Professor Paul Deslandes, author of the upcoming book The Culture of Male Beauty in Britain: From the First Photographs to David Beckham, says that physical wasting became “an emblem of the horrors of the disease,” and “something that gay men reacted against.” Members of the LGBT community certainly felt empathy, but they also recoiled from the image, “fearing that their bodies might end up looking like that, too.”

In his research, Deslandes recorded responses from men reflecting on the traumas of the period.

“They talk about their desire to avoid the signs of the disease, and it was the fear of physical degeneration that inspired them to go to the gym to pump up fanatically.” Gay men saw visits to the gym as a way of maintaining their health, but they also reflected their anxiety that their bodies might be read by others as “diseased.”

In the safer sex campaigns of the time, Deslandes notes that the ads relied on buffed and often hairless bodies. “Shaving the body was intended to show that you had clean, pure, youthful skin,” he says.

But then beauty ideals changed again. In reaction to the athletic supermodels of the ’80s, fashion photography in the early ’90s explored less perfect, more inclusive concepts of beauty in new looks known variously as “grunge,” “waif,” and later “heroin chic.”

Tina Gaudoin, health and beauty director of Harper’s Bazaar in the early 1990s, recalls working with “all the big girls, Linda, Christy, Helena, et al,” before going to Paris to shoot with the model everyone was talking about: Kate Moss.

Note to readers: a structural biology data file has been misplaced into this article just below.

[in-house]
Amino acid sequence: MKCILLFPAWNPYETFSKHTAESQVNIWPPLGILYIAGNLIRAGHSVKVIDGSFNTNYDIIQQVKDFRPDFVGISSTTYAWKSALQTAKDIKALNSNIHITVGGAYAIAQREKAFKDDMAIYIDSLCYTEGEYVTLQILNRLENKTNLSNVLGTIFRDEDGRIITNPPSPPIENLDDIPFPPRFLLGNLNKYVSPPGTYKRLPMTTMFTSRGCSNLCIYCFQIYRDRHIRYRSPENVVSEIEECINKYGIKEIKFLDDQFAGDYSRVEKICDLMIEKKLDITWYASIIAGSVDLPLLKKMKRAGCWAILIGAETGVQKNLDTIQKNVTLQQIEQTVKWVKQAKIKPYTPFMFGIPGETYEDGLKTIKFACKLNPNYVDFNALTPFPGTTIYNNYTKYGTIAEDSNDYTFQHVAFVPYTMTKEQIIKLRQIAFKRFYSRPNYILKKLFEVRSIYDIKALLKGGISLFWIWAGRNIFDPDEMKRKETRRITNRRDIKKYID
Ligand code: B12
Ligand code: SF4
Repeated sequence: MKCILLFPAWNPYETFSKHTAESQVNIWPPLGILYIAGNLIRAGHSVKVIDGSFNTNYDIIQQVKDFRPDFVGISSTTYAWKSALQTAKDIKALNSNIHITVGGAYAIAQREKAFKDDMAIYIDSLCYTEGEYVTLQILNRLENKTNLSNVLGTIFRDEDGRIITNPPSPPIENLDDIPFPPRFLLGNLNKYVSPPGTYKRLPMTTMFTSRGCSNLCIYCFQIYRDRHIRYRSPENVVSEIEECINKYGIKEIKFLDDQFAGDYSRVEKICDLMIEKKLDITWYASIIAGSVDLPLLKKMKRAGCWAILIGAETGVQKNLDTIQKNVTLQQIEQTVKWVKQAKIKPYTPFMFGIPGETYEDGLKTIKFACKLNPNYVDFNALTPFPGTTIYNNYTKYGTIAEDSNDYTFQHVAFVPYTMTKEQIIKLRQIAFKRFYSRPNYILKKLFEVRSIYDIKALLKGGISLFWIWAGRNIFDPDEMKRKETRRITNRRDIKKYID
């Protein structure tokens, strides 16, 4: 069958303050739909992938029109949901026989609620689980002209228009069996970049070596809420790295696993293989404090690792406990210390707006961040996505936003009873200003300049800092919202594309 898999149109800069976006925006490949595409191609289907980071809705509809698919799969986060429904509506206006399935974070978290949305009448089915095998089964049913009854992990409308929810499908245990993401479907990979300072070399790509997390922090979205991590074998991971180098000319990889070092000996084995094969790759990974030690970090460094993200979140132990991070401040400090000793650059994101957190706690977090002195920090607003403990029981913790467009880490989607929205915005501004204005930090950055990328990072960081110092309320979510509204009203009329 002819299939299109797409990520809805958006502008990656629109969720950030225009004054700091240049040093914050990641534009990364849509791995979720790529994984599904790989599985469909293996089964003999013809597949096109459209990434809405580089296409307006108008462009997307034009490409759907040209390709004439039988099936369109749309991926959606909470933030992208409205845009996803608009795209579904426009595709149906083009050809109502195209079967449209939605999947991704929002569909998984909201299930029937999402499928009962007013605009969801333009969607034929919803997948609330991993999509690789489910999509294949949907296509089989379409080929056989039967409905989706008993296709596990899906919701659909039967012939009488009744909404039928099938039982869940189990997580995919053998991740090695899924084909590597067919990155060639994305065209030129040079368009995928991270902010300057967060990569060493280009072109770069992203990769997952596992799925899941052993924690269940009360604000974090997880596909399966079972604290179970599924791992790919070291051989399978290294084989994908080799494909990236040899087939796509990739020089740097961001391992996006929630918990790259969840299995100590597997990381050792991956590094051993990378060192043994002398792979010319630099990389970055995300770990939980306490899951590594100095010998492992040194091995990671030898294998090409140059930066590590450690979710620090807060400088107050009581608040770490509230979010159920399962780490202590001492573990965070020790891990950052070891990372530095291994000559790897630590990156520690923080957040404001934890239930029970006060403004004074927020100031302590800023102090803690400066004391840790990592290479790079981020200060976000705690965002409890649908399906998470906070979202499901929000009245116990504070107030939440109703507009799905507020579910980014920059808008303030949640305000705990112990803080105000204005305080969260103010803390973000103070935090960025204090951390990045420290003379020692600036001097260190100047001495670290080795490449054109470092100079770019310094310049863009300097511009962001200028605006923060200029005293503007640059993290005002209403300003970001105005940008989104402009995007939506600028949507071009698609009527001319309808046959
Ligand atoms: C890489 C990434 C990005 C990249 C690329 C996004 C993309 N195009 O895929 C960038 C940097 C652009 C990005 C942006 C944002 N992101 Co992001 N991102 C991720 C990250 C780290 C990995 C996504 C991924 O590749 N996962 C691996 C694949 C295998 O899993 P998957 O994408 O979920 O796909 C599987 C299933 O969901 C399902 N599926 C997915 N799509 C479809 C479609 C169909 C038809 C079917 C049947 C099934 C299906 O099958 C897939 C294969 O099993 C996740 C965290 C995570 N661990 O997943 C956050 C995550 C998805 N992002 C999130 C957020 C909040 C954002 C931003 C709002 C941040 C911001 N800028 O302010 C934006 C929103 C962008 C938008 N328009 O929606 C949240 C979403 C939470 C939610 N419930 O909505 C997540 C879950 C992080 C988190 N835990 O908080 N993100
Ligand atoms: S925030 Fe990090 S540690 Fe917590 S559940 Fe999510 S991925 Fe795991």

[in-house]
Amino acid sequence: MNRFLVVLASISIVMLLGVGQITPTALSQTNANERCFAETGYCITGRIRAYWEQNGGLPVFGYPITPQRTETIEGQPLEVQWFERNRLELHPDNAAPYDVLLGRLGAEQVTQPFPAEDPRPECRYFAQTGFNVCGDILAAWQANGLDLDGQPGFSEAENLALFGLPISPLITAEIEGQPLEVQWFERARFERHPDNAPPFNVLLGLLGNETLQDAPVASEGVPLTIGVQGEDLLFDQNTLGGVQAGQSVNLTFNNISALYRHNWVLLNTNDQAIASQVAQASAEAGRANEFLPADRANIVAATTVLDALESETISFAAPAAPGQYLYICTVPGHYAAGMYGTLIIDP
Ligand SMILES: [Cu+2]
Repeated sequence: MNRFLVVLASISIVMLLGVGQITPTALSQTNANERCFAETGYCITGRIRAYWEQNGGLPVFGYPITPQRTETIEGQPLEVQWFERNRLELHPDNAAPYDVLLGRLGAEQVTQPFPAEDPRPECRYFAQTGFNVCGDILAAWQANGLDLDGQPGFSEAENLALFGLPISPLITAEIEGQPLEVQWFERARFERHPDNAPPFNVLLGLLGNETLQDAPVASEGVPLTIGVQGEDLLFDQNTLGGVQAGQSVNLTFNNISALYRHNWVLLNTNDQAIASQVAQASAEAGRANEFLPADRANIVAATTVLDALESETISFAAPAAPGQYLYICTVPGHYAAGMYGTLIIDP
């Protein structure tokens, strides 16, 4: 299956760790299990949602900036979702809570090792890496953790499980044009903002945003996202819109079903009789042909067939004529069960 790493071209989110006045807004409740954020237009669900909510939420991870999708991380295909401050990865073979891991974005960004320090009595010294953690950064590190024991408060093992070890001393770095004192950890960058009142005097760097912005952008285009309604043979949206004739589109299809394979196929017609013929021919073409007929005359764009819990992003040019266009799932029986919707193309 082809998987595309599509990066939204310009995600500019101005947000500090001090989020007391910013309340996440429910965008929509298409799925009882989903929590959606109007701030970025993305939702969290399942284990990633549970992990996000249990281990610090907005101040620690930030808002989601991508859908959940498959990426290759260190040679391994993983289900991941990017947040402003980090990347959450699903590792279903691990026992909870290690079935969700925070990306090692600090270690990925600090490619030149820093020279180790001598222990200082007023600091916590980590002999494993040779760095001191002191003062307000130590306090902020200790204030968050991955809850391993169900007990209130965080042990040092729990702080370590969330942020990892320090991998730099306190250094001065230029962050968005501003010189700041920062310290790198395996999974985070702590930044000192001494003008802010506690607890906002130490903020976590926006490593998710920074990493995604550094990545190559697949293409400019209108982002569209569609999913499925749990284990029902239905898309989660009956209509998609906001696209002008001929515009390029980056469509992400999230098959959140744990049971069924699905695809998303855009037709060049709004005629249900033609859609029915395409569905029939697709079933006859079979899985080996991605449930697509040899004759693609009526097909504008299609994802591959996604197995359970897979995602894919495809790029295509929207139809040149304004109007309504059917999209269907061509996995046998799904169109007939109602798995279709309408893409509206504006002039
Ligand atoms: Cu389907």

“She was a complete contradiction to everything that had gone before,” Gaudoin tells Avenue. “She was a non-glamazon and anti-’80s: wispy, slightly mousy, not blond at that point, and extremely shy. Her radical difference stood out in the shoots we began to do together, and makeup artists, hairstylists and designers caught on quickly. This was the birth of no make up makeup; choppy, undone hair, and, of course, grunge.”

Kate Moss in a Calvin Klein underwear campaign in 1993
Photo by Mario Sorrenti

As a result, a new crop of girls sprang up too, with “slighter frames, more elfin looks and, frankly, hollower cheeks.”

But the backlash was swift, with critics claiming the girls looked unhealthy and that magazines were glorifying a body image associated with heroin abuse and anorexia.

Gaudoin, who had been working with Moss regularly, had gotten to know her and seen her “eat plenty.” As far as she could determine, Kate was “a regular sort of London girl, who liked wine and chips.” So, she wrote a defense of skinny models for Harper’s Bazaar and “that’s when the fury really began.”

Even President Bill Clinton, speaking on drug policy, complained that “fashion photos in the last few years have made heroin addiction seem glamorous and sexy and cool.”

One descendent of “heroin chic” was the so-called “Pro-Ana” movement of the 1990s, glorifying anorexia nervosa, an eating disorder which, at its most extreme, could be fatal. This so-called “anorexic chic” has seen the growth of an underground online beauty world in which people try to starve themselves deliberately.

The aim of these sites is to cultivate a sense of community among fellow anorexics, one that is based on feelings of pride in self-control. Photos of underweight individuals, known as “thinspiration,” are found alongside tips on how to suppress hunger and keep vomiting a secret.

And in the last few years, social media has also been a vehicle for the glorification or exploitation of illness. Having contracted Lyme disease, celebrities such as Yolanda Hadid (along with her model daughter, Bella) have been criticized for posting beautiful-in-their-suffering selfies on Instagram, looking perfect while simultaneously decrying the illness’s effects.

Such are the contemporary manifestations of the age-old relationship between beauty and disease. For centuries, “dying to be beautiful” is a phrase that has had disturbingly literal connotations.